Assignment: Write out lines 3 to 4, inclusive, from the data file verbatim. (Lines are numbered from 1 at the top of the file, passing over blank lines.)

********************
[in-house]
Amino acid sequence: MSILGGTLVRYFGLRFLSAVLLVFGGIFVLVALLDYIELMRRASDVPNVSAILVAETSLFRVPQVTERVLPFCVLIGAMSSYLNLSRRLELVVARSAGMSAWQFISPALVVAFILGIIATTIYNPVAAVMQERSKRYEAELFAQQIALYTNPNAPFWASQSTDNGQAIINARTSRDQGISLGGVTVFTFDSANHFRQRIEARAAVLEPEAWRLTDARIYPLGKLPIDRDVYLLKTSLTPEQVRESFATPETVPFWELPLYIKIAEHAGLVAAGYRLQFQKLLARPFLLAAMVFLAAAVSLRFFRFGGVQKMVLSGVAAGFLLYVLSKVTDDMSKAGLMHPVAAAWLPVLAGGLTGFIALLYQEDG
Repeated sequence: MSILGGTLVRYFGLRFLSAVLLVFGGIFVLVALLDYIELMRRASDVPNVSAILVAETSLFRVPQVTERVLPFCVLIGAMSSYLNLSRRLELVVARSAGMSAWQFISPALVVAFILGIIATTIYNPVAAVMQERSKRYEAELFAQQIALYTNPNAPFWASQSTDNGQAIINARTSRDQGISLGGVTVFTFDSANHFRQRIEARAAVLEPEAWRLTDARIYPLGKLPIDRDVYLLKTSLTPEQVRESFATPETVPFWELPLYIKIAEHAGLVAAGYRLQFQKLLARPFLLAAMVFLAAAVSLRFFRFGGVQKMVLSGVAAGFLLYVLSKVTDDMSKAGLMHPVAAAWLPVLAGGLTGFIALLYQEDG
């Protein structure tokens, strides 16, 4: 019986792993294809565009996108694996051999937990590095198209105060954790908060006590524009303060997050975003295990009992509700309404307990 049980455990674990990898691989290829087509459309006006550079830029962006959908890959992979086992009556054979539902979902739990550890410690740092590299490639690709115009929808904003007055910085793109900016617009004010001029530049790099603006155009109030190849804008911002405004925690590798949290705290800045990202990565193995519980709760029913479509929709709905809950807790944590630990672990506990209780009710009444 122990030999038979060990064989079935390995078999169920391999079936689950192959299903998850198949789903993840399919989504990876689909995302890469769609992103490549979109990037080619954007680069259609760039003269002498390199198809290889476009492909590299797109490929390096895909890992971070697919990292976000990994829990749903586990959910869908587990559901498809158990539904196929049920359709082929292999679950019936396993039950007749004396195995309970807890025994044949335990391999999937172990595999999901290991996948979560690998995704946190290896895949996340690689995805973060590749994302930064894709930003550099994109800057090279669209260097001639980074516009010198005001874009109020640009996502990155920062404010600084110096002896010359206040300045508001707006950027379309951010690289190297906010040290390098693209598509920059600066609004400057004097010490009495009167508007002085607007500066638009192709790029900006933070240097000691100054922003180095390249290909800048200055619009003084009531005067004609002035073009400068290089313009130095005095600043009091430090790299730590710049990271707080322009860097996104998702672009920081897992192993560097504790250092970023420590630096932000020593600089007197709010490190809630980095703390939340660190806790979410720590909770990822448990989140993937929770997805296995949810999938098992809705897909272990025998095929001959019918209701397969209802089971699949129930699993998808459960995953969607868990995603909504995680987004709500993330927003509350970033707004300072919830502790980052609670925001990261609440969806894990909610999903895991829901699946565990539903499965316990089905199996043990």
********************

Repeated sequence: MSILGGTLVRYFGLRFLSAVLLVFGGIFVLVALLDYIELMRRASDVPNVSAILVAETSLFRVPQVTERVLPFCVLIGAMSSYLNLSRRLELVVARSAGMSAWQFISPALVVAFILGIIATTIYNPVAAVMQERSKRYEAELFAQQIALYTNPNAPFWASQSTDNGQAIINARTSRDQGISLGGVTVFTFDSANHFRQRIEARAAVLEPEAWRLTDARIYPLGKLPIDRDVYLLKTSLTPEQVRESFATPETVPFWELPLYIKIAEHAGLVAAGYRLQFQKLLARPFLLAAMVFLAAAVSLRFFRFGGVQKMVLSGVAAGFLLYVLSKVTDDMSKAGLMHPVAAAWLPVLAGGLTGFIALLYQEDG
């Protein structure tokens, strides 16, 4: 019986792993294809565009996108694996051999937990590095198209105060954790908060006590524009303060997050975003295990009992509700309404307990 049980455990674990990898691989290829087509459309006006550079830029962006959908890959992979086992009556054979539902979902739990550890410690740092590299490639690709115009929808904003007055910085793109900016617009004010001029530049790099603006155009109030190849804008911002405004925690590798949290705290800045990202990565193995519980709760029913479509929709709905809950807790944590630990672990506990209780009710009444 122990030999038979060990064989079935390995078999169920391999079936689950192959299903998850198949789903993840399919989504990876689909995302890469769609992103490549979109990037080619954007680069259609760039003269002498390199198809290889476009492909590299797109490929390096895909890992971070697919990292976000990994829990749903586990959910869908587990559901498809158990539904196929049920359709082929292999679950019936396993039950007749004396195995309970807890025994044949335990391999999937172990595999999901290991996948979560690998995704946190290896895949996340690689995805973060590749994302930064894709930003550099994109800057090279669209260097001639980074516009010198005001874009109020640009996502990155920062404010600084110096002896010359206040300045508001707006950027379309951010690289190297906010040290390098693209598509920059600066609004400057004097010490009495009167508007002085607007500066638009192709790029900006933070240097000691100054922003180095390249290909800048200055619009003084009531005067004609002035073009400068290089313009130095005095600043009091430090790299730590710049990271707080322009860097996104998702672009920081897992192993560097504790250092970023420590630096932000020593600089007197709010490190809630980095703390939340660190806790979410720590909770990822448990989140993937929770997805296995949810999938098992809705897909272990025998095929001959019918209701397969209802089971699949129930699993998808459960995953969607868990995603909504995680987004709500993330927003509350970033707004300072919830502790980052609670925001990261609440969806894990909610999903895991829901699946565990539903499965316990089905199996043990």